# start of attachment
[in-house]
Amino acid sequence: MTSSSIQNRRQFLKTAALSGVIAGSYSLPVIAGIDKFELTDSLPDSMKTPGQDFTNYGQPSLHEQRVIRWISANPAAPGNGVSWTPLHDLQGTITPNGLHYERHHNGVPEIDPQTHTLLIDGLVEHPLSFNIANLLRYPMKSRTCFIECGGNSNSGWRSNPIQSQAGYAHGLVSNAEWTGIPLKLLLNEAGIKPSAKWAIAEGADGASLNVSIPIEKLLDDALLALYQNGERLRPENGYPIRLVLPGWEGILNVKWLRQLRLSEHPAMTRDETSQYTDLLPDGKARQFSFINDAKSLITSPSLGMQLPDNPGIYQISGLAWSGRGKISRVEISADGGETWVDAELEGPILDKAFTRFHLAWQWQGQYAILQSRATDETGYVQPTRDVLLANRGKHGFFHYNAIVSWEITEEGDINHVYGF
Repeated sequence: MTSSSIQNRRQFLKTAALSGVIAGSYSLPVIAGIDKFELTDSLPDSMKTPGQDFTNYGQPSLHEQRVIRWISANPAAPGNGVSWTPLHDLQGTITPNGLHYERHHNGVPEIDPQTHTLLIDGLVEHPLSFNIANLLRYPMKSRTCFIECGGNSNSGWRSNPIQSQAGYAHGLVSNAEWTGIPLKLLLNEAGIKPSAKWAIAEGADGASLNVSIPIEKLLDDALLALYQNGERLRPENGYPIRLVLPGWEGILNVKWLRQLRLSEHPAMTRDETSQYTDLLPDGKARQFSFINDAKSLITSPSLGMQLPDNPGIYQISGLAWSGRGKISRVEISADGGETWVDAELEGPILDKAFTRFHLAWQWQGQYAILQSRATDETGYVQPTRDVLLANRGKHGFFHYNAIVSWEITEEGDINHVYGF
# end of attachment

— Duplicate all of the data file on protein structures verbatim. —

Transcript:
[in-house]
Amino acid sequence: MTSSSIQNRRQFLKTAALSGVIAGSYSLPVIAGIDKFELTDSLPDSMKTPGQDFTNYGQPSLHEQRVIRWISANPAAPGNGVSWTPLHDLQGTITPNGLHYERHHNGVPEIDPQTHTLLIDGLVEHPLSFNIANLLRYPMKSRTCFIECGGNSNSGWRSNPIQSQAGYAHGLVSNAEWTGIPLKLLLNEAGIKPSAKWAIAEGADGASLNVSIPIEKLLDDALLALYQNGERLRPENGYPIRLVLPGWEGILNVKWLRQLRLSEHPAMTRDETSQYTDLLPDGKARQFSFINDAKSLITSPSLGMQLPDNPGIYQISGLAWSGRGKISRVEISADGGETWVDAELEGPILDKAFTRFHLAWQWQGQYAILQSRATDETGYVQPTRDVLLANRGKHGFFHYNAIVSWEITEEGDINHVYGF
Repeated sequence: MTSSSIQNRRQFLKTAALSGVIAGSYSLPVIAGIDKFELTDSLPDSMKTPGQDFTNYGQPSLHEQRVIRWISANPAAPGNGVSWTPLHDLQGTITPNGLHYERHHNGVPEIDPQTHTLLIDGLVEHPLSFNIANLLRYPMKSRTCFIECGGNSNSGWRSNPIQSQAGYAHGLVSNAEWTGIPLKLLLNEAGIKPSAKWAIAEGADGASLNVSIPIEKLLDDALLALYQNGERLRPENGYPIRLVLPGWEGILNVKWLRQLRLSEHPAMTRDETSQYTDLLPDGKARQFSFINDAKSLITSPSLGMQLPDNPGIYQISGLAWSGRGKISRVEISADGGETWVDAELEGPILDKAFTRFHLAWQWQGQYAILQSRATDETGYVQPTRDVLLANRGKHGFFHYNAIVSWEITEEGDINHVYGF